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State of digital rights

posted on 2018-05-14, 00:00 authored by Collective, T Clarke, A Daly, S Dreyfus, E Farley, G Goggin, G Hanley, L Jackson, M Mann, A Molnar, A Murray, E O'Shea, K Pappalardo, M Poole, F Ruby, N Suzor, T Singleton Norton, G Terzis, A Third, E Thomas, G Triggs, A Vromen, Ian WarrenIan Warren
As digital communications routinely traverse transnational jurisdictions, criminal investigation and surveillance practices raise novel challenges for the protection of human rights. The emergence of Computer Network Operations (CNOs) (more popularly termed as ‘hacking’) as well as lawful data access requests via third party intermediaries outside the scope of traditional Mutual Legal Assistance Treaties (MLATs), are both redrawing the boundaries of many rights preserving conventions. Our research has shown that new online investigations and transnational surveillance practices require clear standards to avoid the prospect of criminal investigations becoming unilateral enforcement decisions without independent judicial oversight. This will ensure the admissibility of evidence, support accountability, and will protect human rights.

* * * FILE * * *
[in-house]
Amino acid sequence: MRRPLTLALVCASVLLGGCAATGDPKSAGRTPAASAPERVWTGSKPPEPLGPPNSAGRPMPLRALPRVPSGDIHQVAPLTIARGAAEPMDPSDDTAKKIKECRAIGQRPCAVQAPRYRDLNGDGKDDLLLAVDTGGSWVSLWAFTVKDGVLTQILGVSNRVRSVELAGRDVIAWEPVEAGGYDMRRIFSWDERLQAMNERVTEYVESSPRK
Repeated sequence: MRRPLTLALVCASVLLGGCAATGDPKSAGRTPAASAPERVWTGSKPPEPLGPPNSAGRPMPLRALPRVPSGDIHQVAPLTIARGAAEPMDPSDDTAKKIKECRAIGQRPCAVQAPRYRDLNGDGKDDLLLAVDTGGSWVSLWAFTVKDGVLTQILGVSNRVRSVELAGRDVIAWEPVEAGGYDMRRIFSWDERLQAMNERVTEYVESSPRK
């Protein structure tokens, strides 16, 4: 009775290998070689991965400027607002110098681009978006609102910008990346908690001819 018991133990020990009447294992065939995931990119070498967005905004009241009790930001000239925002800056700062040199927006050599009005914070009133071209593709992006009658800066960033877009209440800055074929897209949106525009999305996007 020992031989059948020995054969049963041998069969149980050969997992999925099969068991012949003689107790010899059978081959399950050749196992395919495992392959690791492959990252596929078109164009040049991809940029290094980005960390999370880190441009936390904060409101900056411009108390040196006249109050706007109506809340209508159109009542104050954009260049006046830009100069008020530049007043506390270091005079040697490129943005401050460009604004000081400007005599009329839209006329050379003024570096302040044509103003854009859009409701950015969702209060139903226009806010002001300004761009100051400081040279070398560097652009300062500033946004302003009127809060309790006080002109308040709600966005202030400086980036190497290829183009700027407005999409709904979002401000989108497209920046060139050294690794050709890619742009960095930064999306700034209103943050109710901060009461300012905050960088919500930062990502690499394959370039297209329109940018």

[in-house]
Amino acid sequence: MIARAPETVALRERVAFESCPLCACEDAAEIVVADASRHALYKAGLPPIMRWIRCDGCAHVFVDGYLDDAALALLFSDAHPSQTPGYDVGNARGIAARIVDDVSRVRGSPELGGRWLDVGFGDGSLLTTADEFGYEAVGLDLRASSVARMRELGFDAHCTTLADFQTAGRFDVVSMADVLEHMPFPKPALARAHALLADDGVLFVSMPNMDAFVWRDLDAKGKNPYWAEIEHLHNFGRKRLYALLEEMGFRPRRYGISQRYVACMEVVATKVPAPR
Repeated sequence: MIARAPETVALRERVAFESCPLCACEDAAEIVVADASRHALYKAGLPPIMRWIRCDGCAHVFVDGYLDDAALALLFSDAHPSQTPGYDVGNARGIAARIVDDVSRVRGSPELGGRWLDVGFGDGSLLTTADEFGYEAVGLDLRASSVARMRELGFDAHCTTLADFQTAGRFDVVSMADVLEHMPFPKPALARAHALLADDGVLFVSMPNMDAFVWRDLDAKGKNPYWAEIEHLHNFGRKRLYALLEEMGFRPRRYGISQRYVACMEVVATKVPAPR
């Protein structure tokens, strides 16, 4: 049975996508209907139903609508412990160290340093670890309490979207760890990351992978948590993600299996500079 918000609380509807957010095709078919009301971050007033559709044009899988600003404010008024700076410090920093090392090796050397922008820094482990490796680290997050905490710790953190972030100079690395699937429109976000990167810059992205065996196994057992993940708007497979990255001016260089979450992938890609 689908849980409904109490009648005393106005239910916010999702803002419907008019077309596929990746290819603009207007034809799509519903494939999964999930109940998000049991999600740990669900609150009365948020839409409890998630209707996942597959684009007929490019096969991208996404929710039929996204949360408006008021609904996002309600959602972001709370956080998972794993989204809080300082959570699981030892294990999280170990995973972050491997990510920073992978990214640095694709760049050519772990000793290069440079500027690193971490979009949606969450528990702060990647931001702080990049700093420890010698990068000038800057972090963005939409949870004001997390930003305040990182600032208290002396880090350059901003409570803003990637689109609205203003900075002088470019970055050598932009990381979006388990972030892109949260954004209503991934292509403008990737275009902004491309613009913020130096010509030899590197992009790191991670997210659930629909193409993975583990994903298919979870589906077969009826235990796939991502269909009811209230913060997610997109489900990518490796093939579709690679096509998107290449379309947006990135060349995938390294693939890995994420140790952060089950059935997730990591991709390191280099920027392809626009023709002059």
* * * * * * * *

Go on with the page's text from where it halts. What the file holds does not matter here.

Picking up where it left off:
Digital Rights Watch

Place of publication

Brisbane, Qld.



Research statement

No Research Statement provided

Publication classification

A6 Research report/technical paper